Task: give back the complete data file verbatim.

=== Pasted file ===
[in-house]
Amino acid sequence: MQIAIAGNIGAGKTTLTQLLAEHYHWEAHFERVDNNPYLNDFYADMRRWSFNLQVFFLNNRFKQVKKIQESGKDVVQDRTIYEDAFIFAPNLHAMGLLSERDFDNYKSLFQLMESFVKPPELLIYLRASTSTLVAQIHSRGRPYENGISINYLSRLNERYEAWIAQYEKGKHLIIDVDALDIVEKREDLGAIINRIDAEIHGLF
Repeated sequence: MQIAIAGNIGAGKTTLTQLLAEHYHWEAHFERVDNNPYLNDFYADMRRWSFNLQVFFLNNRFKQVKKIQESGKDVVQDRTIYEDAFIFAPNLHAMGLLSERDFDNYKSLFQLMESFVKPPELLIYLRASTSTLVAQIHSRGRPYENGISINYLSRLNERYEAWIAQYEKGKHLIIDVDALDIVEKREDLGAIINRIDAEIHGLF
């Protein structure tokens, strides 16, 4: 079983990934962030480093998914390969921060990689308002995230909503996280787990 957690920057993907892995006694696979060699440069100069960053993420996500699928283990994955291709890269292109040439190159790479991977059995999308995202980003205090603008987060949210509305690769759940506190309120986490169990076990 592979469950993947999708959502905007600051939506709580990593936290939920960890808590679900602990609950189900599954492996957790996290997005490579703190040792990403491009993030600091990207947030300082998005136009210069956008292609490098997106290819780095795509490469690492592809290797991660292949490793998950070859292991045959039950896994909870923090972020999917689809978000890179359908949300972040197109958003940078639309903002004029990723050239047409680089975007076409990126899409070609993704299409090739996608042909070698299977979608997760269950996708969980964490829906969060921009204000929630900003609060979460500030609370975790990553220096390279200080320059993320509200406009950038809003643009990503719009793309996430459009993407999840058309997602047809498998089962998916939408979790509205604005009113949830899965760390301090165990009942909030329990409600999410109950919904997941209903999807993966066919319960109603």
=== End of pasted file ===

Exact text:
[in-house]
Amino acid sequence: MQIAIAGNIGAGKTTLTQLLAEHYHWEAHFERVDNNPYLNDFYADMRRWSFNLQVFFLNNRFKQVKKIQESGKDVVQDRTIYEDAFIFAPNLHAMGLLSERDFDNYKSLFQLMESFVKPPELLIYLRASTSTLVAQIHSRGRPYENGISINYLSRLNERYEAWIAQYEKGKHLIIDVDALDIVEKREDLGAIINRIDAEIHGLF
Repeated sequence: MQIAIAGNIGAGKTTLTQLLAEHYHWEAHFERVDNNPYLNDFYADMRRWSFNLQVFFLNNRFKQVKKIQESGKDVVQDRTIYEDAFIFAPNLHAMGLLSERDFDNYKSLFQLMESFVKPPELLIYLRASTSTLVAQIHSRGRPYENGISINYLSRLNERYEAWIAQYEKGKHLIIDVDALDIVEKREDLGAIINRIDAEIHGLF
């Protein structure tokens, strides 16, 4: 079983990934962030480093998914390969921060990689308002995230909503996280787990 957690920057993907892995006694696979060699440069100069960053993420996500699928283990994955291709890269292109040439190159790479991977059995999308995202980003205090603008987060949210509305690769759940506190309120986490169990076990 592979469950993947999708959502905007600051939506709580990593936290939920960890808590679900602990609950189900599954492996957790996290997005490579703190040792990403491009993030600091990207947030300082998005136009210069956008292609490098997106290819780095795509490469690492592809290797991660292949490793998950070859292991045959039950896994909870923090972020999917689809978000890179359908949300972040197109958003940078639309903002004029990723050239047409680089975007076409990126899409070609993704299409090739996608042909070698299977979608997760269950996708969980964490829906969060921009204000929630900003609060979460500030609370975790990553220096390279200080320059993320509200406009950038809003643009990503719009793309996430459009993407999840058309997602047809498998089962998916939408979790509205604005009113949830899965760390301090165990009942909030329990409600999410109950919904997941209903999807993966066919319960109603």